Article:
Over Obama’s Shoulder, Wartime Presidents Past

Dec 1, 2009 10:24am

If there’s a shadow over the proceedings as Barack Obama addresses the nation on his plans for Afghanistan tonight, it may be the ghosts of wartime presidents past. Consider the chart below. The data track the average annual approval ratings of the last three presidents to find themselves enmeshed in unpopular wars. The picture is not a pretty one: Harry S. Truman lost 25 points in public approval as the Korean war progressed; Lyndon Johnson, 32 points during the Vietnam war; George W. Bush, 43 points during the war in Iraq.
The die is not necessarily cast for Obama, because public attitudes on Afghanistan at this point are neither firmly set nor strongly negative. But the public has become increasingly skeptical of the war – and the wages of a broadly unpopular war, if that’s what this becomes, are clear. Even allowing for his challenging first full years in office, Truman’s last four – in advance of and then coinciding with the Korean War – were painful. From 54 percent approval in 1949, the year before the war broke out, his average annual approval ratings fell as it raged, to 40 percent in Gallup polls in 1950, then to 28 and 29 percent in 1951 and 1952 – so low that Truman abandoned his re-election campaign and retired to his home in Independence, Mo. Just shy of 12 years later, Johnson took office on a wave of support after the assassination of John F. Kennedy. But as he ratcheted up the U.S. war effort in Vietnam, Johnson’s approval, like Truman’s, ebbed away – from 74 percent in 1964 down to 42 percent in 1968, when Johnson, like Truman before him, elected not to run for another term. Then Bush, whose annual approval ratings are strikingly similar to Johnson’s – with the exception that Bush, with a full second term ahead, had longer to linger. He fell from an average of 73 percent approval in 2001-2, before the Iraq war, to annual averages of 62, 50, 46, 39, 34 and then 30 percent through 2008 – a linear descent in which he shattered Truman’s record for the longest period without majority approval and came within a single point of Truman’s record low 22 percent approval in February 1952. (Bush in fact was lower than Truman if you adjust for the differing levels of “undecideds” in these polls.) Another chart shows the relationship between views of the Iraq war and Bush’s approval ratings, the lines following virtually identical paths, with a remarkable correlation of .95 (in which 1 represents perfect congruence, 0 none at all). For the sake of nothing less than his presidency, these are the lines Obama does not want to repeat.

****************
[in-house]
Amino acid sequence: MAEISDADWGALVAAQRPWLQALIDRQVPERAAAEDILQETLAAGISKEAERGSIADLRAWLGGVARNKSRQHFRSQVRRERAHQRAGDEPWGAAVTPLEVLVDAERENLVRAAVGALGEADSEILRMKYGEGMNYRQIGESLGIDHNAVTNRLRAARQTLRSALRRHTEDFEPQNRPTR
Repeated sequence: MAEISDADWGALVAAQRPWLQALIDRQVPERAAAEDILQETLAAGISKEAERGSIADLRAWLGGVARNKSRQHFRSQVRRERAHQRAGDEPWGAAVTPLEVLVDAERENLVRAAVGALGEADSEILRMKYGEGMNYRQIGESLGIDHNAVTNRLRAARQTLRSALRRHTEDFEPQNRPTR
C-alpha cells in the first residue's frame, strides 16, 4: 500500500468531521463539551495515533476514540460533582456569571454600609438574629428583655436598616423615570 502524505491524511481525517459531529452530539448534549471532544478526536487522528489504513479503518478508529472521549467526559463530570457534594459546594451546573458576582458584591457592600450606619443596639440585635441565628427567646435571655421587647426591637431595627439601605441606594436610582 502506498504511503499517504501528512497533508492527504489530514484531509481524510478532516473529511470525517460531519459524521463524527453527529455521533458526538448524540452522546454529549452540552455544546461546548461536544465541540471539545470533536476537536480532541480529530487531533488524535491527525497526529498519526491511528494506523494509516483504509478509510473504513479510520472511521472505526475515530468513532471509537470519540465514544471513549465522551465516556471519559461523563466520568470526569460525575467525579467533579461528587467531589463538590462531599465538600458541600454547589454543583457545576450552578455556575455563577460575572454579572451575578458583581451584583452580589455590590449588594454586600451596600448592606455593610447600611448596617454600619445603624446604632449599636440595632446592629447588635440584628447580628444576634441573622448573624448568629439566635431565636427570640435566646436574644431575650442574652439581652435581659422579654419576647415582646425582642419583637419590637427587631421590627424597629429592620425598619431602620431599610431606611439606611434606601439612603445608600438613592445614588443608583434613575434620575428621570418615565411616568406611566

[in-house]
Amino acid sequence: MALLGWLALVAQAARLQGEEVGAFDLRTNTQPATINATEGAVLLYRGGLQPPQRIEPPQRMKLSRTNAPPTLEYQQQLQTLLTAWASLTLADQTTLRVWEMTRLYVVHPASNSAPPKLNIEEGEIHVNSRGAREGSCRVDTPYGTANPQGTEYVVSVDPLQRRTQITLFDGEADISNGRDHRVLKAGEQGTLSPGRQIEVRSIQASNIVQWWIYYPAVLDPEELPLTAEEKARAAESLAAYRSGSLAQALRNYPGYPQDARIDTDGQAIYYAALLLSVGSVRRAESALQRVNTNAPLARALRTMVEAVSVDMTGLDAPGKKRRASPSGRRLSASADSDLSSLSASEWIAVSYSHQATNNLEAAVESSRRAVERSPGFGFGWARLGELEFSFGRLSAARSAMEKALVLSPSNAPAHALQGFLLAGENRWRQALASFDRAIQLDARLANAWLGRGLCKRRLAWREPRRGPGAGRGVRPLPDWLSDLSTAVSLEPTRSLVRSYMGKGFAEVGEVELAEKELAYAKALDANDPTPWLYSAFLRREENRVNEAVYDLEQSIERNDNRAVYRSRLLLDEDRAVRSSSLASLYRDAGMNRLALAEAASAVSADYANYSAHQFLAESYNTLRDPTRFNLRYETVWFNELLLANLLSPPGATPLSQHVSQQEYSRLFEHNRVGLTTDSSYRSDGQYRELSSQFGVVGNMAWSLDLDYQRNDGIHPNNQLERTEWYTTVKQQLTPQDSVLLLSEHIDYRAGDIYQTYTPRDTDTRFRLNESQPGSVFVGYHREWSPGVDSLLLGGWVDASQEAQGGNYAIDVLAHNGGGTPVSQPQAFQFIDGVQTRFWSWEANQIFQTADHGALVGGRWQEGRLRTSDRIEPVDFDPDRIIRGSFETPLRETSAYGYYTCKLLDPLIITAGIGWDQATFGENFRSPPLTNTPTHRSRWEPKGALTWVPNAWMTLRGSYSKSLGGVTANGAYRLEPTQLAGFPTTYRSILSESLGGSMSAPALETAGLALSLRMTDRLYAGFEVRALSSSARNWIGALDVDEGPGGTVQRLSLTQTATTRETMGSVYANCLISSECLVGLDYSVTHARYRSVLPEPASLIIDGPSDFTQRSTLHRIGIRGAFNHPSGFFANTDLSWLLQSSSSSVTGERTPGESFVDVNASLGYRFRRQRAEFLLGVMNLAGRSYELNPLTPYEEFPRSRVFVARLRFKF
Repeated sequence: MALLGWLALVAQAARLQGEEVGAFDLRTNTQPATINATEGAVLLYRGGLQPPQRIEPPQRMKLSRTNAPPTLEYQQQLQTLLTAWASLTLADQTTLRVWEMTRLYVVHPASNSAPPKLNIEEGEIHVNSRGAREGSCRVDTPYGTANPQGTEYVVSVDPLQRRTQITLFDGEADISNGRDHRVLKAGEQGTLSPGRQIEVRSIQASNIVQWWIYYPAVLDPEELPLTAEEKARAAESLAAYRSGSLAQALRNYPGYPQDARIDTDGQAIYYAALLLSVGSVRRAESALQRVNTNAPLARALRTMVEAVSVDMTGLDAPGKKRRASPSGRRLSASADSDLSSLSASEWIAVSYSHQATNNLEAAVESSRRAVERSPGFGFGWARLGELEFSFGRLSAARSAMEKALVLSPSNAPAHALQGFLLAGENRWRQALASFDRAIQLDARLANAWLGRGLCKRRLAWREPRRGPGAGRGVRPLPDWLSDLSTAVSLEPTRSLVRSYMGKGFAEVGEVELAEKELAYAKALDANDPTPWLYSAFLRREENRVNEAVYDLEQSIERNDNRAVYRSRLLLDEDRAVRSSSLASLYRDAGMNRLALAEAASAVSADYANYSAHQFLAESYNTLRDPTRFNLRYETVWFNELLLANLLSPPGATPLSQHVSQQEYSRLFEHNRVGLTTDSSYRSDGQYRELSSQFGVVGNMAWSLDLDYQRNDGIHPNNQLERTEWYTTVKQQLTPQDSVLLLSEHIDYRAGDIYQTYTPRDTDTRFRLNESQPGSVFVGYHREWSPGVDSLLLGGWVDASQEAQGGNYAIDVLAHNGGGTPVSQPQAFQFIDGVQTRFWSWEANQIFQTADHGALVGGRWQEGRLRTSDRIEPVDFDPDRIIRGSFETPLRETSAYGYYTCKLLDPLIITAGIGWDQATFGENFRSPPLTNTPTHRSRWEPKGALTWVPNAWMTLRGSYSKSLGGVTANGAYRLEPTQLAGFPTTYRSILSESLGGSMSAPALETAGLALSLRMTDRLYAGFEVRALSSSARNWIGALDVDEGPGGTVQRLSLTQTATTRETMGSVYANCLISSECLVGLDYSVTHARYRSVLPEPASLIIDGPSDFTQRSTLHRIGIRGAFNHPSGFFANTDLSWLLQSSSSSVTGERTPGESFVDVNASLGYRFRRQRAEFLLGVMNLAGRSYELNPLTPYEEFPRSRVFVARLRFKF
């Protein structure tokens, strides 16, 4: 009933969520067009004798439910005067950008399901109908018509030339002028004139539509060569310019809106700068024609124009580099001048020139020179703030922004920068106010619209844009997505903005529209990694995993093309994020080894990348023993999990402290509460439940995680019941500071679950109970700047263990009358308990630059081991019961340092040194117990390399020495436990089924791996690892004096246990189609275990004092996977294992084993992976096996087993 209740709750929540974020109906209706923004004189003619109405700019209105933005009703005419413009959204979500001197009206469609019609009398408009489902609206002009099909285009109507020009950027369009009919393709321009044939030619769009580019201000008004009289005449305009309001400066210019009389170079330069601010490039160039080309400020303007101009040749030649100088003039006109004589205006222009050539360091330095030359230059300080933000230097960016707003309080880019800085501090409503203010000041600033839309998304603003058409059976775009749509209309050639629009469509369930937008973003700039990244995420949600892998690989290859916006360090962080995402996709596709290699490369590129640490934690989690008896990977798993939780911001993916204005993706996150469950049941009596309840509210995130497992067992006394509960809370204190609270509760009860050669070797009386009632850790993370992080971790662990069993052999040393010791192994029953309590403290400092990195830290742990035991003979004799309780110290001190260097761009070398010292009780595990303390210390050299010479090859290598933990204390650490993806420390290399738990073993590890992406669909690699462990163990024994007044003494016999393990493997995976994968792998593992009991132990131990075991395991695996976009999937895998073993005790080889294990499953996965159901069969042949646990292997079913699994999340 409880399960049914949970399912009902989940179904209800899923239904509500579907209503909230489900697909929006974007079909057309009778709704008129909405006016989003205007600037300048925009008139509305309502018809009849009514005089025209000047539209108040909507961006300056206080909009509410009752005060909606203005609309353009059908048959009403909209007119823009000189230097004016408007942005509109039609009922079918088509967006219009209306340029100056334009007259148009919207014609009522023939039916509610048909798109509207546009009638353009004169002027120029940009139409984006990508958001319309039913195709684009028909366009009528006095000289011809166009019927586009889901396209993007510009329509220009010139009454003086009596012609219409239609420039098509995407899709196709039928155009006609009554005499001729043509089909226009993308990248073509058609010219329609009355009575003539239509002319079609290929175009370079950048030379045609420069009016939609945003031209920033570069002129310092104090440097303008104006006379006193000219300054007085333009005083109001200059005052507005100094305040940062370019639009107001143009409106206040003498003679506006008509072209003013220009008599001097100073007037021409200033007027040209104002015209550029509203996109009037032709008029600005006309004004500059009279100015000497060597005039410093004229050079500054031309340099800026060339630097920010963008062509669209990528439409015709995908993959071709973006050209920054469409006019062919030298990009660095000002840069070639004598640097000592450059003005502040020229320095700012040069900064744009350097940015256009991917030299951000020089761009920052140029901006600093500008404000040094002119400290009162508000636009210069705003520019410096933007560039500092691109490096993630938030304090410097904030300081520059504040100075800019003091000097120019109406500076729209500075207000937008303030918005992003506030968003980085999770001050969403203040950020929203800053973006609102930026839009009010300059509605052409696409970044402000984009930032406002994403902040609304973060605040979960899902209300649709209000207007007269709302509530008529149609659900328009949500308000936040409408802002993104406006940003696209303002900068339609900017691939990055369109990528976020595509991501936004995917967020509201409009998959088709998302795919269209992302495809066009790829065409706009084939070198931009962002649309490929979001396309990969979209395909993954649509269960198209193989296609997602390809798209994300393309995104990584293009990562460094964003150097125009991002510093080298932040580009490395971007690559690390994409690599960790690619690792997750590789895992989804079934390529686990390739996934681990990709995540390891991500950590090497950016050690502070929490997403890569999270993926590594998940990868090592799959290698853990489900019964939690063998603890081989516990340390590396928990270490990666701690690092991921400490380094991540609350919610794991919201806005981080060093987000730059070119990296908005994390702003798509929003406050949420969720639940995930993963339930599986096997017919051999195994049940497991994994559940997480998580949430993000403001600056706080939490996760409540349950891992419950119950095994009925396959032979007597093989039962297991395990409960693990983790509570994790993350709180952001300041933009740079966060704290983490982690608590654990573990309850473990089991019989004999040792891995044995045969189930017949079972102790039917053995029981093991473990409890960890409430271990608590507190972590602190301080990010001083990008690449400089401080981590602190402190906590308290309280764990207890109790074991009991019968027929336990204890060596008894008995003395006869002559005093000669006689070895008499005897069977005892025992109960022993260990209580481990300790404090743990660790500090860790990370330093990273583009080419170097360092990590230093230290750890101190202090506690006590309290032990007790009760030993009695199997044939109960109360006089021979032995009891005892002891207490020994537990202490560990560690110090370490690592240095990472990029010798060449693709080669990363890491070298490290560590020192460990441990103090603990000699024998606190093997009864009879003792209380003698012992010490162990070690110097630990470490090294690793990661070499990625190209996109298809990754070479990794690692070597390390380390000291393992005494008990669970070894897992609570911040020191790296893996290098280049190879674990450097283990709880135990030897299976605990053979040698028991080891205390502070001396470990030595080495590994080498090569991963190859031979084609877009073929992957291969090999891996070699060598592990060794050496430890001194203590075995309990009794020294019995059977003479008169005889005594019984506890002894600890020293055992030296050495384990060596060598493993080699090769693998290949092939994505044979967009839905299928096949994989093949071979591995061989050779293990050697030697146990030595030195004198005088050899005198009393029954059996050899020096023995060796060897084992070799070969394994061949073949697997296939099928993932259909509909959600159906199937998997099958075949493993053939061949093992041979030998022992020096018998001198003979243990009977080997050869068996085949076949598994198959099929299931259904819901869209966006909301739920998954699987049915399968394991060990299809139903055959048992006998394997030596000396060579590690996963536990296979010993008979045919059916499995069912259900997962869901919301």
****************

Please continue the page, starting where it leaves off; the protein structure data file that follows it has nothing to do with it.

Afghanistan is its own war, not a reprint of Iraq, Vietnam or Korea, and Obama is his own president; his future lies ahead, not in data from the past. But the challenges are clear. Reiterating our October and November polling results, we find: -His approval rating on handling Afghanistan has fallen more steeply than his approval rating on any other issue, down 18 points from 63 percent last spring to 45 percent in our last measurement a few weeks ago, with  48 percent disapproving. -Discontent is high enough that Obama holds a narrow 5-point edge over the broadly unpopular Republicans in Congress in trust to handle the situation in Afghanistan – compared with, for example, 13 points on health care reform and 15 points on the economy. -Fifty-two percent say the war in Afghanistan has not been worth fighting; fewer, 44 percent say it has been worth it. The partisan divide is profound; Republicans see the war as worth fighting by 60-32 percent; independents divide precisely, 49-49 percent; Democrats – Obama’s own party – say no, 66-30 percent. -The public divides yet more sharply between a larger increase of U.S. forces to fight al Qaeda and the Taliban as well as to train Afghan troops, or a smaller force focused solely on training – 46-45 percent, again with dramatic partisan divides. -Sixty-four percent think the risk of terrorism is the same whether the United States remains in Afghanistan or withdraws – potentially undermining acceptance of the argument that it is, as Obama said in August, “a war of necessity.” Trust in the Afghan government as a reliable partner of the United States is dismal. And when we asked in October, 63 percent said Obama didn’t have a clear plan on how to proceed. The president will attempt to address these concerns tonight, trying to offer a rationale for the fighting, a clear plan, a definition of success and an ultimate way out. He’s got, from many people, a willing ear; when we asked last month, 55 percent expressed confidence he’d come up with a successful strategy. More than his words, the public will judge his deeds, and above all the course of the war itself in the months ahead. Nonetheless, what may well give Obama and his advisers pause is the way those judgments turned out for the last three presidents to tread a similar path.

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